Why should you plant the seeds so close together if you’re going to remove most of them? Primarily because not all the seeds you plant will sprout. Secondly, of the seeds that do sprout, you will be able to hand-select the healthiest to grow to maturity.

The best guidance for plant spacing is to follow the seed planting instructions included on the packet of seeds you buy. Smaller compact varieties will require less space than larger sprawling varieties. Zucchini is very easy to start from seed. But if you prefer, you can also buy young bedding plant starts in the spring from your local garden center.

Starting With Transplants

Close-up of the hands of a gardener in black gloves about to transplant zucchini seedlings to a bed in the garden. In one hand he holds a young zucchini seedling in a black plastic pot, and in the other hand he holds a black garden shovel with a red rubber handle. The zucchini seedling has pale green, slightly hairy stems and medium-sized, broad, flat, palmately lobed leaves.
It’s best to wait until the danger of frost has passed before planting zucchini to avoid killing off young plants.

It may be very tempting to run out to the nearest garden center on the first warm days of early spring and buy yourself a bunch of plants. But hold off on that for a little while longer.

Zucchini is sensitive to frost and a hard frost will kill off any seeding you plant too early. You can protect young plants from a light frost by temporarily covering them with an overturned bucket or large pot, but it’s best to wait until the soil has warmed and the danger of frost has passed.

Zucchini at a Glance

Top view, close-up of ripe zucchini in the garden. The plant has strong, long, pale green stems with fine hairs, at the tips of which grow large, broad, palmately lobed leaves, dark green in color with silvery markings. Zucchini fruits are long and cylindrical, with smooth bright yellow skin and creamy white flesh inside.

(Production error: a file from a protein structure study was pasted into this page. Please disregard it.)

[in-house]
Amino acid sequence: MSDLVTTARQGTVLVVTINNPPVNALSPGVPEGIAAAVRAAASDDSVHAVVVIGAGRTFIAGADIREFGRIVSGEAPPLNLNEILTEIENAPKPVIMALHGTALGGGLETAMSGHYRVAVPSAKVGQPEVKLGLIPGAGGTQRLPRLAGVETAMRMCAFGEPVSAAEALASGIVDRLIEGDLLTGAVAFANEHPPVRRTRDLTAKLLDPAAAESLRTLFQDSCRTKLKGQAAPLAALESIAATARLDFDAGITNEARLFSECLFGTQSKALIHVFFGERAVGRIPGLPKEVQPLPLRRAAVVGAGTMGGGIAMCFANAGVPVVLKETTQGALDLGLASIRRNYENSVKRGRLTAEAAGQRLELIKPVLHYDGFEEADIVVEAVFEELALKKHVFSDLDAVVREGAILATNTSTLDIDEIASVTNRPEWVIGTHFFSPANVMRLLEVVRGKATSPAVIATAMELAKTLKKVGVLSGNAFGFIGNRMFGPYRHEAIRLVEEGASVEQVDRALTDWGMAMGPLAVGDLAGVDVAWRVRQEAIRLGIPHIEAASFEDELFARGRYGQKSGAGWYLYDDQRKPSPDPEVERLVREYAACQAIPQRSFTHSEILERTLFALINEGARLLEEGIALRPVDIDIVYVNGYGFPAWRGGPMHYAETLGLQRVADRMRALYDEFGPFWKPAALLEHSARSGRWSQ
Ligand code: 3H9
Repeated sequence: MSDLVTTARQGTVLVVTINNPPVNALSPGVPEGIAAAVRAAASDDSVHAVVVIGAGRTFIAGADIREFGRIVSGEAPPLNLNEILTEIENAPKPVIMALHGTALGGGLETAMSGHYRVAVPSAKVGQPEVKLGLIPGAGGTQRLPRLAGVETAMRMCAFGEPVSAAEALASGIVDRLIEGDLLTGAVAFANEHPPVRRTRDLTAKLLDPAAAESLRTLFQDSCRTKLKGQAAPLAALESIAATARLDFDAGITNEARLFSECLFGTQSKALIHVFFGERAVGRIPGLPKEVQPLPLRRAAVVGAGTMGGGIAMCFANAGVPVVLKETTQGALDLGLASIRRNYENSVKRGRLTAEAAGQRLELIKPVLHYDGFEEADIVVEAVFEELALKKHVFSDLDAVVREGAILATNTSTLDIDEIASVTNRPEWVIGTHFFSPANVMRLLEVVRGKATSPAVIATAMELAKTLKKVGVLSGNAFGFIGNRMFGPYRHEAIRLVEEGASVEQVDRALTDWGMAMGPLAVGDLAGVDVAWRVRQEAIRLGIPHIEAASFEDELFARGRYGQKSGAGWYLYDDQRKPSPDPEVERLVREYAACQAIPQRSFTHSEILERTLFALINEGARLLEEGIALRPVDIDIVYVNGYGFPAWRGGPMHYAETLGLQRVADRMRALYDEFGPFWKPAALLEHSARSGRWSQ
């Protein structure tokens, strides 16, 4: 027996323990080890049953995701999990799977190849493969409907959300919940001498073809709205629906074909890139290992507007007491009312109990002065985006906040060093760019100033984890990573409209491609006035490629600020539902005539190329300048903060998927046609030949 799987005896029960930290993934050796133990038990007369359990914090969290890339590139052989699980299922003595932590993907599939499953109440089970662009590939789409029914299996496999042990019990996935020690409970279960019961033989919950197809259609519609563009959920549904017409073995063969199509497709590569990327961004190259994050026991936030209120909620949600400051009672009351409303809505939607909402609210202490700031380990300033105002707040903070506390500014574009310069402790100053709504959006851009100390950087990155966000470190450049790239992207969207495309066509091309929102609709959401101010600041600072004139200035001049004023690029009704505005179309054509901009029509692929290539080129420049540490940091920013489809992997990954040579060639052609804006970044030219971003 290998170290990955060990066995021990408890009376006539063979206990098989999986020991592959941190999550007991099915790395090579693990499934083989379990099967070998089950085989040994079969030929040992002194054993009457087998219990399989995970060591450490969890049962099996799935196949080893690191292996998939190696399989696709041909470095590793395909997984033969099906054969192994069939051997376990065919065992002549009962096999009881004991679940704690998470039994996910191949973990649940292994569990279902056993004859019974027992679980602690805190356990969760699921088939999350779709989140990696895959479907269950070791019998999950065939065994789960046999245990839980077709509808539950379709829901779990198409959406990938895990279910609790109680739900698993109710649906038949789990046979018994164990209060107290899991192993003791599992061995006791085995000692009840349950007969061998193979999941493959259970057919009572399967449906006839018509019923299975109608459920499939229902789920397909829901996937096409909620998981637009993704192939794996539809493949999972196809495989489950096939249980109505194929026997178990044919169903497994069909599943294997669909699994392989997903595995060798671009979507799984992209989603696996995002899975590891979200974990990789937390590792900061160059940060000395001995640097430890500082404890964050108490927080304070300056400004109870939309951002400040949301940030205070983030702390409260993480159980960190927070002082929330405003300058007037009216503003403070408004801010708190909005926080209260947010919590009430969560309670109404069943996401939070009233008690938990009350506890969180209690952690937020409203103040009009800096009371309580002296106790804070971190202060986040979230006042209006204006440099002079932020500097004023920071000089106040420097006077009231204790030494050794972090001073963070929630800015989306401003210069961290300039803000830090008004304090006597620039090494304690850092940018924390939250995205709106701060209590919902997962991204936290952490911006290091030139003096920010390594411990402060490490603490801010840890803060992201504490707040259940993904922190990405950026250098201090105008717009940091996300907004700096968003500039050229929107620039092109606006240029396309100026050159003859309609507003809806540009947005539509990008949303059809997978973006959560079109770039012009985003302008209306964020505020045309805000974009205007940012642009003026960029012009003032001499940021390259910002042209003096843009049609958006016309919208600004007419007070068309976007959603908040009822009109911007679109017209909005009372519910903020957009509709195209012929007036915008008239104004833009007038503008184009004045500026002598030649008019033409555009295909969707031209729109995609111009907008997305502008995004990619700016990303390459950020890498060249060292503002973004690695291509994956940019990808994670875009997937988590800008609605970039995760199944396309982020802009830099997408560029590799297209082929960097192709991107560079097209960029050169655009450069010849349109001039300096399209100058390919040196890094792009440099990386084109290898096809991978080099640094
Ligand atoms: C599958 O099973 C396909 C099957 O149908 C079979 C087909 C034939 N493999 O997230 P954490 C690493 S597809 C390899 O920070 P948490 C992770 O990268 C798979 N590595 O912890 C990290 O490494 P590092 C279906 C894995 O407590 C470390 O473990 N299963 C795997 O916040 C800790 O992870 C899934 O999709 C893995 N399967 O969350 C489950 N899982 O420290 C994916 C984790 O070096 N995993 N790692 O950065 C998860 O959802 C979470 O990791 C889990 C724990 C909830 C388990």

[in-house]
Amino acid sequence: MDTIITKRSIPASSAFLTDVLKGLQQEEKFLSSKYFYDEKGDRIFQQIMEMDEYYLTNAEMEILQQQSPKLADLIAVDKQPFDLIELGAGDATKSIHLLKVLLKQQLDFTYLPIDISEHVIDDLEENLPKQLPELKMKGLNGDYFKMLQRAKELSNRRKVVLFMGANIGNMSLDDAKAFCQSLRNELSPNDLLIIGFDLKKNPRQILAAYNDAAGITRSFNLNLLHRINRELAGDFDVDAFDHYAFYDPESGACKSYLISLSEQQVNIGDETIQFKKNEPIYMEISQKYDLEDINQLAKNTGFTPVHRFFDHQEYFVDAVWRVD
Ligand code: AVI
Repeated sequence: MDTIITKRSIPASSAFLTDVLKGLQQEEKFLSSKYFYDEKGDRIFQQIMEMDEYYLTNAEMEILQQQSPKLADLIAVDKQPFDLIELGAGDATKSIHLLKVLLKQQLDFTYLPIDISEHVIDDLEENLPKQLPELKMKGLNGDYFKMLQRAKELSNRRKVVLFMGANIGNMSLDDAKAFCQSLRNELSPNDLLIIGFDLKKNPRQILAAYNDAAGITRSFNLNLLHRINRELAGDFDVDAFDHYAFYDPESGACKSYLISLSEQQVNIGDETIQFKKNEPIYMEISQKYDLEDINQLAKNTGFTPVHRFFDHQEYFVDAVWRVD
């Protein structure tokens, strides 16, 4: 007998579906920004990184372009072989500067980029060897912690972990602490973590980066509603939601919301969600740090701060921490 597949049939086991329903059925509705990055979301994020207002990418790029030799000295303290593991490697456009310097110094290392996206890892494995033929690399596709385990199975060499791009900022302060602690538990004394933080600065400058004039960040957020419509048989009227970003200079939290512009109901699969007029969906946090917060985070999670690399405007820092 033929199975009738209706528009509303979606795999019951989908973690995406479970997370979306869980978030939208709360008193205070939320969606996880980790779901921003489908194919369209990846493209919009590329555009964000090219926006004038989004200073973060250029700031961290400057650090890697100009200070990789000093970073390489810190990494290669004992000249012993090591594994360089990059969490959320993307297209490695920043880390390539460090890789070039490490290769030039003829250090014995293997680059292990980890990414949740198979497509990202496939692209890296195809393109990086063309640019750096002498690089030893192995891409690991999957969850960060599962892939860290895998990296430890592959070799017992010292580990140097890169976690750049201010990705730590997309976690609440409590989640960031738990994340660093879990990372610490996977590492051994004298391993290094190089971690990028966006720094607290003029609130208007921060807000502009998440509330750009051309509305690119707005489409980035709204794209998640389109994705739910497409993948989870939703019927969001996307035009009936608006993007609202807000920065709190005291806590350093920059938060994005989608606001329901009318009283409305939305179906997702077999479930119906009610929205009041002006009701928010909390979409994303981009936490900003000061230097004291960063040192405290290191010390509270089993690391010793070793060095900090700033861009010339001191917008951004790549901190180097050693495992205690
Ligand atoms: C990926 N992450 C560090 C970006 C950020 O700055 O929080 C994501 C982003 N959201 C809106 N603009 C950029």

Growing zucchini in ideal conditions, including sunlight, space, watering, and pest prevention, will yield plenty of fruits.

If you want to have plenty of extra fruits to share with your friends, family, neighbors, and coworkers, you will certainly want to grow your plants in ideal conditions.

Find a place with plenty of sunlight, plenty of room to grow, and access to regular watering to keep the soil moist. You will also need to be diligent about preventing pests and many common zucchini diseases. Regardless of whether you start your plants from seed or buy young plants, they all require the same basic growing environment.

Sunlight: Full sun, 6-8 hours per day Water: Consistent soil moisture
Soil: Rich in organic matter, well-drained Fertilizer: Organic compost when planting Again when plants start to flower
Days to Harvest: 46-60, depending on variety Spacing: 1 to 3 feet between plants, depending on plant variety and growing style
Pests & Diseases: Squash bugs Vine borers Cucumber beetles Powdery mildew Bacterial wilt Blossom end rot Zucchini Companion Plants: Beans Peas Radishes Parsley Borage Dill

Final Thoughts

Anyone planning to grow zucchini should be sure to allow enough room for seedlings to grow into large, healthy, productive plants. Depending on your growing style and plant variety, allow at least 1 foot between plants.

If you have plenty of space, plant them at least 2 to 3 feet apart. This allows your plants plenty of room to grow, less competition between plants for sunlight and nutrients, and better air circulation. Greater distance between plants also allows easier access for pollinators and for you to take care of your plants and harvest their abundant fruits.

A white radish root topped with fresh green leaves is ready to be harvested from the garden bed.